The cast? It feels, first of all, underpopulated, though that does allow members to show off their versatility. If there’s a breakout performer, it’s Joel Perez, a hilarious and sturdy-voiced Vittorio Vidal (the Mastroianni-like movie star Charity almost spends the night with), then Herman, her hard-driving but not entirely unsympathetic boss. Nickie (Asmeret Ghebremichael) and Helene (Emily Padgett), Charity’s co-worker girlfriends who urge her to “Baby, Dream Your Dream,” are likable and capable without exhibiting any special edge. And Hensley, while excellent—he nails the elevator scene as perhaps it has never been nailed before—is a pudgy, sweaty Oscar; you feel for this decent, nervous man wrestling with his moral values and trying to commit to a less-than-pure love object, but you can’t help but feel maybe Charity could do better.


Which leaves Foster, a consummate musical theater pro who, in other roles, has been called on to display resolve (Little Women), confidence and brassiness (Anything Goes), daffiness (The Drowsy Chaperone), and conventional-heroine pluck (Thoroughly Modern Millie). Here she’s asked to embody, above all else, vulnerability, and that’s not a natural fit on her. She sings well, kicks her leg high a lot because she can, and lands a lot of the many laughs in Simon’s model libretto, but she’s just stronger than your average Charity. Coleman’s jazz chords and rhythms are as nifty as ever, and Fields’s work remains a wonder: Really, how did this woman, who began her career in the ’20s writing romantic pleasantries like “Gee, I’d like to see you looking swell, Baby,” graduate to “I don’t pop my cork for every guy I see”? This isn’t an ideally cast or sized Sweet Charity, but in these dark days, we’ll relish the Sweet Charity we can get.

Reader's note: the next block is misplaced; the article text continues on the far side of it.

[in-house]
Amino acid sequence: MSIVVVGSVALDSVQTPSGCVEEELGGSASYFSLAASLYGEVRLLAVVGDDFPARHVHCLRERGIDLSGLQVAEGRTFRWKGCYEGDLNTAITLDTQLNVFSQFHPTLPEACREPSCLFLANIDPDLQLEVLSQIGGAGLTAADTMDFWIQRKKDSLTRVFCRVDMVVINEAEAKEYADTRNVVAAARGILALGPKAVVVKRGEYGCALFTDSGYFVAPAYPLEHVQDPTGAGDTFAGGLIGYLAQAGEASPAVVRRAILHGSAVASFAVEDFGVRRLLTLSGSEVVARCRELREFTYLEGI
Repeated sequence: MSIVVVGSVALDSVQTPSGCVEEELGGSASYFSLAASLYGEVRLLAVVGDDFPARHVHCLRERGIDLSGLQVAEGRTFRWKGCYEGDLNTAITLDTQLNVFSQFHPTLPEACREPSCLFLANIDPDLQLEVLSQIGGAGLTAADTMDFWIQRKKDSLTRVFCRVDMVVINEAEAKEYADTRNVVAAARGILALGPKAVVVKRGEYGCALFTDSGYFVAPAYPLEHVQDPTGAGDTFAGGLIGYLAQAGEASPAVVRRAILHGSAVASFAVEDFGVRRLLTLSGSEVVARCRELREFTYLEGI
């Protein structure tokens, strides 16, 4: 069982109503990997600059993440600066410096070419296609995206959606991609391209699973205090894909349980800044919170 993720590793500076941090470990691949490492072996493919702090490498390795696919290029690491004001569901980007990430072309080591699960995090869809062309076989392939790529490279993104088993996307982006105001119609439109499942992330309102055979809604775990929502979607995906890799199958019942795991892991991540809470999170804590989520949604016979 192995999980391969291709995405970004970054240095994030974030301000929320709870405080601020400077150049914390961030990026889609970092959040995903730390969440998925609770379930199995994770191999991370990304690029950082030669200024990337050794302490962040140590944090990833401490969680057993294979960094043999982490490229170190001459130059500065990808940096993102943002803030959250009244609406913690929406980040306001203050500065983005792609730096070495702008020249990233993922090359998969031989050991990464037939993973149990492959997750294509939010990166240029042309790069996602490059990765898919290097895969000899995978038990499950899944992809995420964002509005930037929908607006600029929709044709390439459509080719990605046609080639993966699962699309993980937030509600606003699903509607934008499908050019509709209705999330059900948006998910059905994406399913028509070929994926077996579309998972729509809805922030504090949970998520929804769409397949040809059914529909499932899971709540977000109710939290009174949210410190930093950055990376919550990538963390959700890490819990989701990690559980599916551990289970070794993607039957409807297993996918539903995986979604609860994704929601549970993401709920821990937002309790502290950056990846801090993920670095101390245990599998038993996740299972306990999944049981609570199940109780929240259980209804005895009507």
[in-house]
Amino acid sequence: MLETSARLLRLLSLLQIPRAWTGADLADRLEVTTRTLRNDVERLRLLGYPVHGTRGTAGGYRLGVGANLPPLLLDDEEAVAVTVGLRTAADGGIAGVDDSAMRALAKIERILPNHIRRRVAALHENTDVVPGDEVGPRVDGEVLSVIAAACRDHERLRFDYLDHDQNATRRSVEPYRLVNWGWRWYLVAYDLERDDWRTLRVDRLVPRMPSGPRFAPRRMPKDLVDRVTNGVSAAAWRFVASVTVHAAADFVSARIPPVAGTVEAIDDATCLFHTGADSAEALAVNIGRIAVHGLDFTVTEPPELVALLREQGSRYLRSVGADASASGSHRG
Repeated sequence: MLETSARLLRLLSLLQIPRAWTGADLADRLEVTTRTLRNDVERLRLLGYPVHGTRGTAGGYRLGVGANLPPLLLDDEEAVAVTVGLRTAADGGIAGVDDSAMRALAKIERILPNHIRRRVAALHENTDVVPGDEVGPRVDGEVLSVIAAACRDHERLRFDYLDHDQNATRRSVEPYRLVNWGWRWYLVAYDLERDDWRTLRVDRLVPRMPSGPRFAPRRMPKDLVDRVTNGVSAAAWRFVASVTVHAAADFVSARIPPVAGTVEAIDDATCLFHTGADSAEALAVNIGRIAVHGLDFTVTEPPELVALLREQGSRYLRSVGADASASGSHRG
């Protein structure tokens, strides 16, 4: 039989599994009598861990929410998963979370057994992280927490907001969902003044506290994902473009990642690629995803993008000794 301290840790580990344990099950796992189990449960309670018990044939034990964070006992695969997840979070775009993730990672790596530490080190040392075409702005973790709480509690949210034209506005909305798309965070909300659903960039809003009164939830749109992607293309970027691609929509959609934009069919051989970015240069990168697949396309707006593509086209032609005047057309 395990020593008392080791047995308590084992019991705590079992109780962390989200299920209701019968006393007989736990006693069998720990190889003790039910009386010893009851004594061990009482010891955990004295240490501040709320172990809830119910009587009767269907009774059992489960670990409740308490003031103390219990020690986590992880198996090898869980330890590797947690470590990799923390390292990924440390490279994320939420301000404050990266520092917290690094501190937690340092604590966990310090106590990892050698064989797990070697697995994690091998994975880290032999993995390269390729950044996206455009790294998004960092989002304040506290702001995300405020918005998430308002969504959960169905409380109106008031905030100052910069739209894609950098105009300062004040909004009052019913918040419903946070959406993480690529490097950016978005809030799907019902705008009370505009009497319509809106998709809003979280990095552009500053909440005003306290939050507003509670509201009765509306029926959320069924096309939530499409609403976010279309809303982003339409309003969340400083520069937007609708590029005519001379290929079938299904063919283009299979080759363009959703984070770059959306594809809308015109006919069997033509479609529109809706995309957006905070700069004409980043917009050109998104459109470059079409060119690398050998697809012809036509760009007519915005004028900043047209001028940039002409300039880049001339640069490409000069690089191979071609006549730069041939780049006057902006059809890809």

Off-Broadway Musical

Through Jan. 8 at the Romulus Linney Courtyard Theatre, 480 W. 42nd St. For tickets, visit "

Running time: 2 hours 20 minutes with one intermission.